Trying to find a tire traction device for a Crosstrek
January 27, 2017 6:56 PM   Subscribe

I'm planning a journey in California, in an area where chain controls might be in place due to snow. So I need to purchase some kind of traction device, but I have never purchased (or needed) tire chains before, and I'm having trouble understanding what to look for.

The vehicle manual says tire chains can't be used on the Crosstrek due to limited clearance between the tires and the vehicle body. It also says that low-profile SAE Class S traction devices can be used on the front tires only when those tires are compatible with a specific chain. Ok, I think I understand so far.

The vehicle still has the stock tires it originally came with, which I think are Yokohama Geolandar H/T G95A, and I managed to figure out that the size of these tires is P225/55R17 (I've also never purchased tires before, so understanding sizes is another layer in my confusion).

I can't seem to get past this point. Searching Amazon or Google, I keep getting results that are explicitly not compatible. Can you recommend a specific product? Or help me figure out what to search for?

Additional info - from the CA Department of Transportation:
During the winter months motorists may encounter traction device controls in the mountain areas of California. When chain controls are established, signs along side the road will be opened indicating the type of requirement. There are three requirements in California.
Requirement One (R1): Chains or snow tread tires required. Snow tires must have a tread depth of 6/32" with a "M & S" imprint on the tire's sidewall.
Requirement Two (R2): Chains required on all vehicles except four-wheel drives or all-wheel drives with snow tread tires on all four wheels. NOTE: four-wheel and all-wheel drive vehicles must carry traction devices in chain control areas)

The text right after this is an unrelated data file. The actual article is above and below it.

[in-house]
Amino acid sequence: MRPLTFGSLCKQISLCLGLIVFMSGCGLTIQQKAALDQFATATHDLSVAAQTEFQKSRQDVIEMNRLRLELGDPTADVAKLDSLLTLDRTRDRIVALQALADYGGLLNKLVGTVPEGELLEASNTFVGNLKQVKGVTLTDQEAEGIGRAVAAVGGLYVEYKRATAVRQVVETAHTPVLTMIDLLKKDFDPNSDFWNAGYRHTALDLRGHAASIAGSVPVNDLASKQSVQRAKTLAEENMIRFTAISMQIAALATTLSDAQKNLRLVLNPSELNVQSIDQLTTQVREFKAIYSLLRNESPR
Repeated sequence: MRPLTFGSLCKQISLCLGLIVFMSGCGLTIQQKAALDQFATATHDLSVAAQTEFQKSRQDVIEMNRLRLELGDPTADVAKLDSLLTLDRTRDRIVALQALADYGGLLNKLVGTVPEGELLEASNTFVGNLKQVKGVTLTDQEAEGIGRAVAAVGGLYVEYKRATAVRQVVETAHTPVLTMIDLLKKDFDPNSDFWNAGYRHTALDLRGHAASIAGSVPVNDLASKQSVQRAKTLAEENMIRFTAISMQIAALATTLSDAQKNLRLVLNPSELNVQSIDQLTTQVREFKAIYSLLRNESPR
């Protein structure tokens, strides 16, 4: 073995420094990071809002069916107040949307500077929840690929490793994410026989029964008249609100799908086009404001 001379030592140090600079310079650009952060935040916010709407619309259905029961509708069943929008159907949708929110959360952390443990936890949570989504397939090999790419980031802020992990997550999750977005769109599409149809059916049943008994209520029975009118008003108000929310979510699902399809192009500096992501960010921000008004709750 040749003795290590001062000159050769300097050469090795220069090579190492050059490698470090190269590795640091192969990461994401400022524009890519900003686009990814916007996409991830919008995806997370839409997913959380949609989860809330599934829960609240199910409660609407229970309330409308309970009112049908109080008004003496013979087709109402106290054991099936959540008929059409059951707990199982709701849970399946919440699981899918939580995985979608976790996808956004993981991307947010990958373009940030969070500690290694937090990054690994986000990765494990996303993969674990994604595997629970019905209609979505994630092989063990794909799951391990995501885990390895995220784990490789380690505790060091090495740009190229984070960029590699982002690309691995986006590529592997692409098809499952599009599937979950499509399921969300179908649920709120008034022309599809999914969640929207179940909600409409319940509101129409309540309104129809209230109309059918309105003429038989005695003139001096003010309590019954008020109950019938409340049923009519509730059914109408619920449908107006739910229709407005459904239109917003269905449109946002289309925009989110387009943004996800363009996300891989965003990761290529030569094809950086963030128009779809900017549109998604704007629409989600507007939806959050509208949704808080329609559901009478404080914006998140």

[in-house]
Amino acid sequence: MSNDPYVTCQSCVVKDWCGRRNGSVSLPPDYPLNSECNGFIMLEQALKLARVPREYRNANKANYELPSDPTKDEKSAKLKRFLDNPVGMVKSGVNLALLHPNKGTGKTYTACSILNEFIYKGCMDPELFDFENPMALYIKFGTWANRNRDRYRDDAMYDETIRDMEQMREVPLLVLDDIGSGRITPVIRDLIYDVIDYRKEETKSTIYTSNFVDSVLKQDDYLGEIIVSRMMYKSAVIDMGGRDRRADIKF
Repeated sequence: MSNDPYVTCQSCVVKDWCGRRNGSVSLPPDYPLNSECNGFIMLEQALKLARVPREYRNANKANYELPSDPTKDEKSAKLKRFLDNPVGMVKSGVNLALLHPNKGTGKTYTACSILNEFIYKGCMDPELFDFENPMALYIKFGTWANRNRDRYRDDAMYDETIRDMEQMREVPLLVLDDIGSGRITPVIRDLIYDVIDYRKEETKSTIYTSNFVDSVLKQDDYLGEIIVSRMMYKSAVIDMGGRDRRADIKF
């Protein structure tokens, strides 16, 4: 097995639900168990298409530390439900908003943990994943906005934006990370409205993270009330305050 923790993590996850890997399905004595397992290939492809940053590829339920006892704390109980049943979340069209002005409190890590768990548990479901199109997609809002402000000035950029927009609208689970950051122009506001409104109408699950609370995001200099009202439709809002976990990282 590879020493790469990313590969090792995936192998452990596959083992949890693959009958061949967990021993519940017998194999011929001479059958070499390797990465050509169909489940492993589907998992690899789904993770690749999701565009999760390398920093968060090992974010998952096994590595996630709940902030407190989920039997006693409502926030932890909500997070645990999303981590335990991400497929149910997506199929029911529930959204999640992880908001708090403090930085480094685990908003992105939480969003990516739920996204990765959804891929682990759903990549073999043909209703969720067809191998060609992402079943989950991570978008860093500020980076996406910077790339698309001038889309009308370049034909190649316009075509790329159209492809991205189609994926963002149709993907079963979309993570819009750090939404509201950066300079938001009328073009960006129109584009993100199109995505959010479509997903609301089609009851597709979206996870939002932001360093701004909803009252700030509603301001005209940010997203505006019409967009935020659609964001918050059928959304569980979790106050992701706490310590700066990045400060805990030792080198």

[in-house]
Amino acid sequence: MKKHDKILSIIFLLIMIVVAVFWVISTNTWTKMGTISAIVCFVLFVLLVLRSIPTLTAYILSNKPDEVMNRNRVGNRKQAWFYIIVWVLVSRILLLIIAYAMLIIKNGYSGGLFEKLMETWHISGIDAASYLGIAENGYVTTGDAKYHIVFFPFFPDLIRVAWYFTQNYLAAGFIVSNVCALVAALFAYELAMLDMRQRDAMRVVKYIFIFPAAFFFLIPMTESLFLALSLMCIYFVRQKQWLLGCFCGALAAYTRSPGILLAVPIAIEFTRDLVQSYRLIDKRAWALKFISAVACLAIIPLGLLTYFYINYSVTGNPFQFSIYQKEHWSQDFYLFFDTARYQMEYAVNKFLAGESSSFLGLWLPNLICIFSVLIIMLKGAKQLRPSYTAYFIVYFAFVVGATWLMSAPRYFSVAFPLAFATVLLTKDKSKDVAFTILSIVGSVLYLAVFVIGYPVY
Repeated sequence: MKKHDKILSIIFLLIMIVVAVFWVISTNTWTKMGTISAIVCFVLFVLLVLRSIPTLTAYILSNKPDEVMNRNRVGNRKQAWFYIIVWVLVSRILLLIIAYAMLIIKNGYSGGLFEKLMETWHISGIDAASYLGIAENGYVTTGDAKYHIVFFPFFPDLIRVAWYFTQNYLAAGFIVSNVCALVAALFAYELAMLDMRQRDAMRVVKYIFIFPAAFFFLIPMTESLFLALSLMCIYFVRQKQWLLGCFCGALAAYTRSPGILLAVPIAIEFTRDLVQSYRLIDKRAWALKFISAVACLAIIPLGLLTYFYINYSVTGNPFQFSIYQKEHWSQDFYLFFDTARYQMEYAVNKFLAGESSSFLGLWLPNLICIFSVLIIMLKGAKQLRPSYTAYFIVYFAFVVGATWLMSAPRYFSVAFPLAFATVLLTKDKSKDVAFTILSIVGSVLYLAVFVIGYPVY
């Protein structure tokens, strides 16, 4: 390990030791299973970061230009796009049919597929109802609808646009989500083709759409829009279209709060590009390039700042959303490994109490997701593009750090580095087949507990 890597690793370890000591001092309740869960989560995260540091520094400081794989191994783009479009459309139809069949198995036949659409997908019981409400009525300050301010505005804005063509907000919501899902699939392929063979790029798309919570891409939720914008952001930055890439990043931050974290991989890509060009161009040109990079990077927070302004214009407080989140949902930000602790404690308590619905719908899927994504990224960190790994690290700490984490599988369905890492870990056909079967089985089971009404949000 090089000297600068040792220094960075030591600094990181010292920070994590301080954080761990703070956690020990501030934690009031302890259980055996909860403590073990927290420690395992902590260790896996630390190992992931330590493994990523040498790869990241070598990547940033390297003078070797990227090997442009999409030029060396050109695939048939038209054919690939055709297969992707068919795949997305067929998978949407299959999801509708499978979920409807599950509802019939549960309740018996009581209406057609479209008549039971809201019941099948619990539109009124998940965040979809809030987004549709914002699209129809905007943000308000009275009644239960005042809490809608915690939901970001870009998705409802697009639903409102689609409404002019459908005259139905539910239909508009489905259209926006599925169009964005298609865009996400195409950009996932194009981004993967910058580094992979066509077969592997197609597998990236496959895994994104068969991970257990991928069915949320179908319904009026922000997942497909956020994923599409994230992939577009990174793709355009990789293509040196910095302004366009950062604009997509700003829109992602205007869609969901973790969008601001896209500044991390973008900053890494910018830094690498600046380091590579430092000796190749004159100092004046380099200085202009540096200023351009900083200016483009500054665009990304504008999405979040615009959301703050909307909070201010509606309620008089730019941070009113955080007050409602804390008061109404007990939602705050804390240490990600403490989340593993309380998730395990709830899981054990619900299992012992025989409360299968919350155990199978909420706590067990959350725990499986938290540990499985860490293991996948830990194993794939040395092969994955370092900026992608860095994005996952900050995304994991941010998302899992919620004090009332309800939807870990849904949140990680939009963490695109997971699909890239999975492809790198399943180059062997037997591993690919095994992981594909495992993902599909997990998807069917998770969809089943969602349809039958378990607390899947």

Requirement Three (R3): Chains are required on all vehicles, no exceptions.
posted by gin and biscuits to Travel & Transportation around California (12 answers total) 1 user marked this as a favorite
Here you go. I input your tire size, and this site says they guarantee fit.

They really do mean it in CA when they say chains required. They have check points set up.
posted by ananci at 7:27 PM on January 27, 2017

Best answer: I have AutoSocks for my Subaru. They're an approved traction device in the State of Washington for "chains required" situations, so I'm in the clear, but you should check with your local authority. They work well and cost a lot more than chains. Keep in mind you'll need to buy two pairs since it's an AWD.
posted by halogen at 7:41 PM on January 27, 2017 [1 favorite]

I drive a crosstrek in Truckee, CA and you are unlikely to actually need the traction devices. Looks like your tires are marked M+S, which means they count as snow tires so you're good for R1 and R2 and you probably don't want to be driving if it's R3; usually they just close the road rather than go to R3. I realize the law says you need to carry chains anyways but, um, I would say not everyone does that. Probably better to get them though. I'm pretty sure Wal-Mart allows returns on unused tire chains. Cursory googling suggest cable chains are ok for crosstreks, just not actual chains with links. When you go through the checkpoint, they will either recognize you have a Subaru and wave you through or ask "AWD?" and then they will wave you through when you say yes. Remember the speed limit on chain control is 25-30mph and that awd doesn't help you stop.
posted by carolr at 7:49 PM on January 27, 2017 [5 favorites]

I realize the law says you need to carry chains anyways but, um, I would say not everyone does that.